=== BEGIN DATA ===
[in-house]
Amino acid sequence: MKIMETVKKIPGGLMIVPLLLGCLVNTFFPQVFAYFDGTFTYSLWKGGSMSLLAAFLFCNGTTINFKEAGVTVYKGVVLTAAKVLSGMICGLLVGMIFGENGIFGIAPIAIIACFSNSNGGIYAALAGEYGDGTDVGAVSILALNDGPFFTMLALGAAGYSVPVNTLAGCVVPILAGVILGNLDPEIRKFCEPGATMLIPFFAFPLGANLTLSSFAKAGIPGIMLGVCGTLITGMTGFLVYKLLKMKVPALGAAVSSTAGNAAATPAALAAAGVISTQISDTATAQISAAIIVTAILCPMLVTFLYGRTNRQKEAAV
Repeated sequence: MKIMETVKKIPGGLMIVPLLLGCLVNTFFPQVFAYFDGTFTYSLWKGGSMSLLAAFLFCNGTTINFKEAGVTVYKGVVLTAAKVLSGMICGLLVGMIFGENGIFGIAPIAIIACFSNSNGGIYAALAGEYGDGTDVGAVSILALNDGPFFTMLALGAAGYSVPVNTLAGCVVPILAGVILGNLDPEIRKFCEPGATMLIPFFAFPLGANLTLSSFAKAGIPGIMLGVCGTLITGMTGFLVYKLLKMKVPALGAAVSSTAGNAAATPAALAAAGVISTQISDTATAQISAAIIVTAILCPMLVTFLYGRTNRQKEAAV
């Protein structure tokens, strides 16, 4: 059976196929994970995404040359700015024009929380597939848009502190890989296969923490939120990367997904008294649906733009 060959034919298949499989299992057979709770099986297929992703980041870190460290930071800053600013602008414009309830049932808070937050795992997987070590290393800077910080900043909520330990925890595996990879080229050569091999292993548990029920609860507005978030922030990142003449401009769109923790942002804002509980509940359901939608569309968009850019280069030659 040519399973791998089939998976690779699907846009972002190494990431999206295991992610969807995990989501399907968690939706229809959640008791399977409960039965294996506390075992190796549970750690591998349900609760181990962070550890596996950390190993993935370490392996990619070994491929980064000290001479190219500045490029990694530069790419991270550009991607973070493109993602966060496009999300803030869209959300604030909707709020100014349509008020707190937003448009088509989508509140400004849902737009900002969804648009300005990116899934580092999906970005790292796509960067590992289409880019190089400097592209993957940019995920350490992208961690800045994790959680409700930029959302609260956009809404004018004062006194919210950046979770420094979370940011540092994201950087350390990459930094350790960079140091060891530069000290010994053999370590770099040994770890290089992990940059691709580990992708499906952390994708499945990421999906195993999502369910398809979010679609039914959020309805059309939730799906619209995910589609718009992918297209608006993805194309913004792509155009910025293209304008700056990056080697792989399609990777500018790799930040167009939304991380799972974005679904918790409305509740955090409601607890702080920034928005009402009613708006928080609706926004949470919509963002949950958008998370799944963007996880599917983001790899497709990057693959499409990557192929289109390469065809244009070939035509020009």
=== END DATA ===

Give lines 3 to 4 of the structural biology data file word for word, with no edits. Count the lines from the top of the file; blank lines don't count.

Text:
Repeated sequence: MKIMETVKKIPGGLMIVPLLLGCLVNTFFPQVFAYFDGTFTYSLWKGGSMSLLAAFLFCNGTTINFKEAGVTVYKGVVLTAAKVLSGMICGLLVGMIFGENGIFGIAPIAIIACFSNSNGGIYAALAGEYGDGTDVGAVSILALNDGPFFTMLALGAAGYSVPVNTLAGCVVPILAGVILGNLDPEIRKFCEPGATMLIPFFAFPLGANLTLSSFAKAGIPGIMLGVCGTLITGMTGFLVYKLLKMKVPALGAAVSSTAGNAAATPAALAAAGVISTQISDTATAQISAAIIVTAILCPMLVTFLYGRTNRQKEAAV
């Protein structure tokens, strides 16, 4: 059976196929994970995404040359700015024009929380597939848009502190890989296969923490939120990367997904008294649906733009 060959034919298949499989299992057979709770099986297929992703980041870190460290930071800053600013602008414009309830049932808070937050795992997987070590290393800077910080900043909520330990925890595996990879080229050569091999292993548990029920609860507005978030922030990142003449401009769109923790942002804002509980509940359901939608569309968009850019280069030659 040519399973791998089939998976690779699907846009972002190494990431999206295991992610969807995990989501399907968690939706229809959640008791399977409960039965294996506390075992190796549970750690591998349900609760181990962070550890596996950390190993993935370490392996990619070994491929980064000290001479190219500045490029990694530069790419991270550009991607973070493109993602966060496009999300803030869209959300604030909707709020100014349509008020707190937003448009088509989508509140400004849902737009900002969804648009300005990116899934580092999906970005790292796509960067590992289409880019190089400097592209993957940019995920350490992208961690800045994790959680409700930029959302609260956009809404004018004062006194919210950046979770420094979370940011540092994201950087350390990459930094350790960079140091060891530069000290010994053999370590770099040994770890290089992990940059691709580990992708499906952390994708499945990421999906195993999502369910398809979010679609039914959020309805059309939730799906619209995910589609718009992918297209608006993805194309913004792509155009910025293209304008700056990056080697792989399609990777500018790799930040167009939304991380799972974005679904918790409305509740955090409601607890702080920034928005009402009613708006928080609706926004949470919509963002949950958008998370799944963007996880599917983001790899497709990057693959499409990557192929289109390469065809244009070939035509020009």